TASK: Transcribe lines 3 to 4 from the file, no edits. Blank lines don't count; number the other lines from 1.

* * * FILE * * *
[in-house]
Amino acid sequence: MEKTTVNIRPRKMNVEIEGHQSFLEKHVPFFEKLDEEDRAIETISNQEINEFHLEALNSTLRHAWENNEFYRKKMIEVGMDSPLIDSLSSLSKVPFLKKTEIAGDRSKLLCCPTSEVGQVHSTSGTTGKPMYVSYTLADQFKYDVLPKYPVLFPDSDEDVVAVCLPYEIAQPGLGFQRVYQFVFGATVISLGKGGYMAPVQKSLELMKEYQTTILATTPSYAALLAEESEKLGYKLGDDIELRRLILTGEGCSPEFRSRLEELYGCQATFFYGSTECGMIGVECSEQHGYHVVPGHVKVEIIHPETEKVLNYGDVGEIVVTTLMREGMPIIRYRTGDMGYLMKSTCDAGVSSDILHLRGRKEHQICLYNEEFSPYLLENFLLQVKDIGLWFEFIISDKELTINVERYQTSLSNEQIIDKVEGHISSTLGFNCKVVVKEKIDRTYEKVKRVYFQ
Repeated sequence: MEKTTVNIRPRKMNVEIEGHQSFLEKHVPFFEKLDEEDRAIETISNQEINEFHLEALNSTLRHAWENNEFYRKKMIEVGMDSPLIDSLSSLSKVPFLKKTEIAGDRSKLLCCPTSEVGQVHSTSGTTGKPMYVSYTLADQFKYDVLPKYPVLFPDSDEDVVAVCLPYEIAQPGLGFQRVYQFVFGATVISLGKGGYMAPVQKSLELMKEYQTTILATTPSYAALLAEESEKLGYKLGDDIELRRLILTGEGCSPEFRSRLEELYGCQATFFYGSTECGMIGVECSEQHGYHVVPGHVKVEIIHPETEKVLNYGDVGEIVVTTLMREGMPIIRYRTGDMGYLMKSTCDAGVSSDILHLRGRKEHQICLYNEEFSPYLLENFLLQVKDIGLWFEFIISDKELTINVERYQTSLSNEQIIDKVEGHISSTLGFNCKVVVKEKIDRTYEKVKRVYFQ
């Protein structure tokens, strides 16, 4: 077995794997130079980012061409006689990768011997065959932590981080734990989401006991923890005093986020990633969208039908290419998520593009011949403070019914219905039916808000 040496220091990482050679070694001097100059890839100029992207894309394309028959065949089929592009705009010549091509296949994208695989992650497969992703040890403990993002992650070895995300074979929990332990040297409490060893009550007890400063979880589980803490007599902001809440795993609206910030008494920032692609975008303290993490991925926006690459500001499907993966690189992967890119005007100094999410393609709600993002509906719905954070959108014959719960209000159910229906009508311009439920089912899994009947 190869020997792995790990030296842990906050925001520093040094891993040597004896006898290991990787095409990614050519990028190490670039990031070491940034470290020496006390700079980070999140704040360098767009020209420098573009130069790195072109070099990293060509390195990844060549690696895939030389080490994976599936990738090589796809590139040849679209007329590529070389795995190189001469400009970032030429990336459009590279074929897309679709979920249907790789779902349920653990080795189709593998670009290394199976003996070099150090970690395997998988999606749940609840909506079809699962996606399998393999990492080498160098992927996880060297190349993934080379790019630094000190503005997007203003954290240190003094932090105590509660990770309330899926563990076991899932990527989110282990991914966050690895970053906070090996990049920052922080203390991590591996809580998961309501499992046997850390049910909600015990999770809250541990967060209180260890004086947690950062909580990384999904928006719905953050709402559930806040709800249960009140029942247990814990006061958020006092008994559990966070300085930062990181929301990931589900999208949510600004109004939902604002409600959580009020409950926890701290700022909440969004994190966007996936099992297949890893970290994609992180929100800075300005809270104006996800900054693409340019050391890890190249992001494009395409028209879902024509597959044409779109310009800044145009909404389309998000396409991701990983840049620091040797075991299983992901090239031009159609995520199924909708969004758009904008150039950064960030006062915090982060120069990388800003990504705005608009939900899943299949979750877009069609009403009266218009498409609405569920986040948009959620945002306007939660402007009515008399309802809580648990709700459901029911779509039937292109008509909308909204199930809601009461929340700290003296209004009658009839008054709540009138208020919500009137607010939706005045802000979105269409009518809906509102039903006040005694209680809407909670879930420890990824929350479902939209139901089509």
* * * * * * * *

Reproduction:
Repeated sequence: MEKTTVNIRPRKMNVEIEGHQSFLEKHVPFFEKLDEEDRAIETISNQEINEFHLEALNSTLRHAWENNEFYRKKMIEVGMDSPLIDSLSSLSKVPFLKKTEIAGDRSKLLCCPTSEVGQVHSTSGTTGKPMYVSYTLADQFKYDVLPKYPVLFPDSDEDVVAVCLPYEIAQPGLGFQRVYQFVFGATVISLGKGGYMAPVQKSLELMKEYQTTILATTPSYAALLAEESEKLGYKLGDDIELRRLILTGEGCSPEFRSRLEELYGCQATFFYGSTECGMIGVECSEQHGYHVVPGHVKVEIIHPETEKVLNYGDVGEIVVTTLMREGMPIIRYRTGDMGYLMKSTCDAGVSSDILHLRGRKEHQICLYNEEFSPYLLENFLLQVKDIGLWFEFIISDKELTINVERYQTSLSNEQIIDKVEGHISSTLGFNCKVVVKEKIDRTYEKVKRVYFQ
């Protein structure tokens, strides 16, 4: 077995794997130079980012061409006689990768011997065959932590981080734990989401006991923890005093986020990633969208039908290419998520593009011949403070019914219905039916808000 040496220091990482050679070694001097100059890839100029992207894309394309028959065949089929592009705009010549091509296949994208695989992650497969992703040890403990993002992650070895995300074979929990332990040297409490060893009550007890400063979880589980803490007599902001809440795993609206910030008494920032692609975008303290993490991925926006690459500001499907993966690189992967890119005007100094999410393609709600993002509906719905954070959108014959719960209000159910229906009508311009439920089912899994009947 190869020997792995790990030296842990906050925001520093040094891993040597004896006898290991990787095409990614050519990028190490670039990031070491940034470290020496006390700079980070999140704040360098767009020209420098573009130069790195072109070099990293060509390195990844060549690696895939030389080490994976599936990738090589796809590139040849679209007329590529070389795995190189001469400009970032030429990336459009590279074929897309679709979920249907790789779902349920653990080795189709593998670009290394199976003996070099150090970690395997998988999606749940609840909506079809699962996606399998393999990492080498160098992927996880060297190349993934080379790019630094000190503005997007203003954290240190003094932090105590509660990770309330899926563990076991899932990527989110282990991914966050690895970053906070090996990049920052922080203390991590591996809580998961309501499992046997850390049910909600015990999770809250541990967060209180260890004086947690950062909580990384999904928006719905953050709402559930806040709800249960009140029942247990814990006061958020006092008994559990966070300085930062990181929301990931589900999208949510600004109004939902604002409600959580009020409950926890701290700022909440969004994190966007996936099992297949890893970290994609992180929100800075300005809270104006996800900054693409340019050391890890190249992001494009395409028209879902024509597959044409779109310009800044145009909404389309998000396409991701990983840049620091040797075991299983992901090239031009159609995520199924909708969004758009904008150039950064960030006062915090982060120069990388800003990504705005608009939900899943299949979750877009069609009403009266218009498409609405569920986040948009959620945002306007939660402007009515008399309802809580648990709700459901029911779509039937292109008509909308909204199930809601009461929340700290003296209004009658009839008054709540009138208020919500009137607010939706005045802000979105269409009518809906509102039903006040005694209680809407909670879930420890990824929350479902939209139901089509």